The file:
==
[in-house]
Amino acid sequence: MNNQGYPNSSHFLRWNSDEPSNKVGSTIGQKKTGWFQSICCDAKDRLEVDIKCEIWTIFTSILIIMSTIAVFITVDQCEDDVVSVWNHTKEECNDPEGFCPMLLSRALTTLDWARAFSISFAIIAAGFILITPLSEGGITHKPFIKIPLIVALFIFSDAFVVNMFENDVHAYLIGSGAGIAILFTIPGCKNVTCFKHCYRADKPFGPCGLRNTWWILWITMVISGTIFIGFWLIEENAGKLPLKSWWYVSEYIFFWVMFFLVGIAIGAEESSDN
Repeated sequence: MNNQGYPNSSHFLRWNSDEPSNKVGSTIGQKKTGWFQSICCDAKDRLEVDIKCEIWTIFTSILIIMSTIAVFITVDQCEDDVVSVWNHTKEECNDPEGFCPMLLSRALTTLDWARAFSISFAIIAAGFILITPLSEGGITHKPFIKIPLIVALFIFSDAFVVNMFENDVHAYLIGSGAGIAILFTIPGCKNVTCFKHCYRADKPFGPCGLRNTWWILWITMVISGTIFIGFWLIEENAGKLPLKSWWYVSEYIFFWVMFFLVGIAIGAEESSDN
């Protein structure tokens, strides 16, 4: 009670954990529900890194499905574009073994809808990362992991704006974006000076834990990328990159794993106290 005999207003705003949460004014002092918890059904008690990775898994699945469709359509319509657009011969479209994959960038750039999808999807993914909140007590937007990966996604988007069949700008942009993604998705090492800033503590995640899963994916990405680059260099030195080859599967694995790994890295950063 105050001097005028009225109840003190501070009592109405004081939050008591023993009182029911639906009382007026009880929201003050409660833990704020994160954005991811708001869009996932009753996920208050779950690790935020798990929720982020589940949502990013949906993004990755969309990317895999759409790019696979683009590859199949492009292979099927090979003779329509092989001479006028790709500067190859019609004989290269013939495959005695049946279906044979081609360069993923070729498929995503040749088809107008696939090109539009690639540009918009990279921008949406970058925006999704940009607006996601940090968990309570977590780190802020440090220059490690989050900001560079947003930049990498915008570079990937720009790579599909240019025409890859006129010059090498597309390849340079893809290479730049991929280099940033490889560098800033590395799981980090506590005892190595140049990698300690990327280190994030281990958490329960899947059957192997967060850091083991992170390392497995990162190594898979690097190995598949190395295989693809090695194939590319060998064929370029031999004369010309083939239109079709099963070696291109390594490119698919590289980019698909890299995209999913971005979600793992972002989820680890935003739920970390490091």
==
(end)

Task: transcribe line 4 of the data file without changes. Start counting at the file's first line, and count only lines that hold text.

């Protein structure tokens, strides 16, 4: 009670954990529900890194499905574009073994809808990362992991704006974006000076834990990328990159794993106290 005999207003705003949460004014002092918890059904008690990775898994699945469709359509319509657009011969479209994959960038750039999808999807993914909140007590937007990966996604988007069949700008942009993604998705090492800033503590995640899963994916990405680059260099030195080859599967694995790994890295950063 105050001097005028009225109840003190501070009592109405004081939050008591023993009182029911639906009382007026009880929201003050409660833990704020994160954005991811708001869009996932009753996920208050779950690790935020798990929720982020589940949502990013949906993004990755969309990317895999759409790019696979683009590859199949492009292979099927090979003779329509092989001479006028790709500067190859019609004989290269013939495959005695049946279906044979081609360069993923070729498929995503040749088809107008696939090109539009690639540009918009990279921008949406970058925006999704940009607006996601940090968990309570977590780190802020440090220059490690989050900001560079947003930049990498915008570079990937720009790579599909240019025409890859006129010059090498597309390849340079893809290479730049991929280099940033490889560098800033590395799981980090506590005892190595140049990698300690990327280190994030281990958490329960899947059957192997967060850091083991992170390392497995990162190594898979690097190995598949190395295989693809090695194939590319060998064929370029031999004369010309083939239109079709099963070696291109390594490119698919590289980019698909890299995209999913971005979600793992972002989820680890935003739920970390490091």